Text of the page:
Wilhelm Reich, a student of Freud’s and radical pioneer of early psychoanalysis, kept diaries of his observations of the world – often fascinating, often misunderstood – yet still able to influence a number of notable intellectuals from Saul Bellow to William Burroughs. A culmination of his journal entries, letters and laboratory notebooks, Where’s the Truth?: Letters and Journals, 1948-1957, follows three other autobiographical installments making this book the forth and final collection of his work.
In a particularly thoughtful entry dated June 7, 1948, Reich attempts to distill the six conditions necessary for creative sanity. In so doing he reveals his own doubts and aspirations while painting an ideal portrait of a life with true purpose.
The last principle is especially moving and an apt reminder that the promise of the “easy life” does not necessarily come from always treading the easiest path.
Pumpkin, Chai, Cinnamon, Apples, Roasted Pears – get in my kitchen. The recipe pictured above nearly captures everything I think of fall to be: chai-spiced slow cooker pear applesauce. Oh, oh yes.
Southern California has the unique position of never experiencing a season. As a girl who grew up with a fair amount of weather, I have to admit I get nostalgic for it. Without leaves changing colors all around, I’m resolved to add a bit of fall into the everyday. Whether it’s clothes or what I put on a plate, this fall will be infused with a spectrum of warm hues.
Something about this time of year lends itself to song. So why not play along? I plan to break out the piano a learn a few new tunes.
We forget that there’s room for this in life. Let’s let fall be a reminder to get outside, get exploring, and to take ourselves a little less seriously.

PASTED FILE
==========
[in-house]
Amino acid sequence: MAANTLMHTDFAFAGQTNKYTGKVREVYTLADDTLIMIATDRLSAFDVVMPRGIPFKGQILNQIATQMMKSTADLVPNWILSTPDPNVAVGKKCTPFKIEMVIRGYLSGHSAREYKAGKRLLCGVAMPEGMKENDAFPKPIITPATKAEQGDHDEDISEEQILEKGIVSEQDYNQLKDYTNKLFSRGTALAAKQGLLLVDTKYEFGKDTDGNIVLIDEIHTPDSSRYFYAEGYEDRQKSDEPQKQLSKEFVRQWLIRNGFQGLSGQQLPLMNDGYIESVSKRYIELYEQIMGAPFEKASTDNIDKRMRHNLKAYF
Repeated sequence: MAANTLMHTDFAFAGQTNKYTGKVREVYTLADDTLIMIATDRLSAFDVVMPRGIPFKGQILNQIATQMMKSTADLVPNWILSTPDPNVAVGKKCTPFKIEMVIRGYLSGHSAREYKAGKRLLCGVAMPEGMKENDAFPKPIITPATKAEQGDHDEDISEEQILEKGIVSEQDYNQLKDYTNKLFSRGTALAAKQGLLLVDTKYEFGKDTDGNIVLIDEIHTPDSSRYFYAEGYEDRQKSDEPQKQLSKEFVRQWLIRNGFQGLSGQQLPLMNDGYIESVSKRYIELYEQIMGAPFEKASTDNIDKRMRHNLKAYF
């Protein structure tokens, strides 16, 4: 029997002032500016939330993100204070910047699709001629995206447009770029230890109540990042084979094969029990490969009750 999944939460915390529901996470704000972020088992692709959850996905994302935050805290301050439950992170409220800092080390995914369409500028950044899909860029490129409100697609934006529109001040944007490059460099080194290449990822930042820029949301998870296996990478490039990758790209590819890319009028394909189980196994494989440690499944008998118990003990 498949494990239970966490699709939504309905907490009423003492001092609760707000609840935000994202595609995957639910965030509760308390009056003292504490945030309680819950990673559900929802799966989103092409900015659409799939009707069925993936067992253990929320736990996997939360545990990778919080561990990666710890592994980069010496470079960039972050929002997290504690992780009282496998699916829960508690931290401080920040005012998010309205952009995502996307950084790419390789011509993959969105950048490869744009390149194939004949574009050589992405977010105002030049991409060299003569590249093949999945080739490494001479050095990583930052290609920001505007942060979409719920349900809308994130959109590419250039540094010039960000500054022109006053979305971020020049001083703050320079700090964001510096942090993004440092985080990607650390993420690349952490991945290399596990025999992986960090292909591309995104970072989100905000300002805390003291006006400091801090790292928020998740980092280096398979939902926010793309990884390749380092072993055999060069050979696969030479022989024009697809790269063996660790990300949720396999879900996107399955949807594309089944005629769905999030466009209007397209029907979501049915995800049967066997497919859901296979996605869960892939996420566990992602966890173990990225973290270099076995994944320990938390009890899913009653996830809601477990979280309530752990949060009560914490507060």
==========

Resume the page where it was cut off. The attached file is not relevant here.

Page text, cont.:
Tea, coffee, cider, whatever it is – now’s the time to serve it up warm, curl your fingers around a cup, and enjoy.
The best ideas are often those that seem to crazy to be true. Here’s to believing and putting those wild ideas into action.
Seeking: moments that take my breath away. Must have a love of adventure. Possible suitors include parasailing, skydiving, motorcyling, and more.
Welcome back to the week folks. Here’s a little something to ease you into your Monday: a wonderful reminder from Jonah Lehrer that our decisions profoundly affect those around us, even down to the smallest detail. Are you allowing yourself to be as creative as you can be?
As a kid, I remember relishing the times when we were allowed to draw in class. However, I distinctly recall the teacher coming by during this free art time to suggest colors to use or remind us that the “picture might look better if we stayed inside the lines.” I would comply, but as soon as I was home, I’d pour all of my crayons and pencils out onto the floor and see what would happen if I made a tree blue, or created my own shapes that I could color in with whatever hue suited my eye. After years of normative judgments on similar creative pursuits, we learn the safe and correct way to accomplish an “artistic” goal. But since when do the terms “safe” or “correct” belong in this creative realm?
We often stunt ourselves and ideas, or feverishly search for obstacles, or make some half-hearted excuse as to why we should not express ourselves to the fullest extent. Perhaps it’s more likely that we’re afraid of all that we’re capable of doing than of the challenges themselves. Doubt is the ultimate assassin – of dreams, of relationships, of aspirations – but it doesn’t mean we have to submit to it. Next time you sense it sneaking into your thoughts, think creatively. There is rarely one correct way to do something, so no harm in challenging yourself to find an alternative avenue or two.